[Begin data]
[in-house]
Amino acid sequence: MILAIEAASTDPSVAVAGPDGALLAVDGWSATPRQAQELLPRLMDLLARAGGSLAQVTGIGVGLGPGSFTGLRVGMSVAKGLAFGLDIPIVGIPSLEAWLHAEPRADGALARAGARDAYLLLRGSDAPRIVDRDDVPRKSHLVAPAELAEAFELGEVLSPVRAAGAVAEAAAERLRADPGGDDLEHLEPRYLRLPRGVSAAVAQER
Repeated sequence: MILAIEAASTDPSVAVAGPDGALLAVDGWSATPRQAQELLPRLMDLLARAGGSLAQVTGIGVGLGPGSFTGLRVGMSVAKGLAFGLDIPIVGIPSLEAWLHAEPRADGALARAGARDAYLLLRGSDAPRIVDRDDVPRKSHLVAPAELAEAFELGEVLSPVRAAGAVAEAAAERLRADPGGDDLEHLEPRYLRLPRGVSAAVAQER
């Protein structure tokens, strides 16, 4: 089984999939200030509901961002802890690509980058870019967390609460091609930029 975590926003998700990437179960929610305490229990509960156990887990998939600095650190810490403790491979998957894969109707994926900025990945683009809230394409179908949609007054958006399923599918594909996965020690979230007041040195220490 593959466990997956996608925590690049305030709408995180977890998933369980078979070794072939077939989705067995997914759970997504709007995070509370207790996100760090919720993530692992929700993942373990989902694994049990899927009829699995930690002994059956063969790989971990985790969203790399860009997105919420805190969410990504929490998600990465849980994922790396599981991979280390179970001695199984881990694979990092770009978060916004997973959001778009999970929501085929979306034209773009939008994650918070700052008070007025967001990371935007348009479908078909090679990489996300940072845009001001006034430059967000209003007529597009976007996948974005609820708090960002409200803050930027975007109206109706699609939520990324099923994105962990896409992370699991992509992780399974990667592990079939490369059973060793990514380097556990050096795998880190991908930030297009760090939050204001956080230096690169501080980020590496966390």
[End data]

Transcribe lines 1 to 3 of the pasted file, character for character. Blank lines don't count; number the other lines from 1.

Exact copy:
[in-house]
Amino acid sequence: MILAIEAASTDPSVAVAGPDGALLAVDGWSATPRQAQELLPRLMDLLARAGGSLAQVTGIGVGLGPGSFTGLRVGMSVAKGLAFGLDIPIVGIPSLEAWLHAEPRADGALARAGARDAYLLLRGSDAPRIVDRDDVPRKSHLVAPAELAEAFELGEVLSPVRAAGAVAEAAAERLRADPGGDDLEHLEPRYLRLPRGVSAAVAQER
Repeated sequence: MILAIEAASTDPSVAVAGPDGALLAVDGWSATPRQAQELLPRLMDLLARAGGSLAQVTGIGVGLGPGSFTGLRVGMSVAKGLAFGLDIPIVGIPSLEAWLHAEPRADGALARAGARDAYLLLRGSDAPRIVDRDDVPRKSHLVAPAELAEAFELGEVLSPVRAAGAVAEAAAERLRADPGGDDLEHLEPRYLRLPRGVSAAVAQER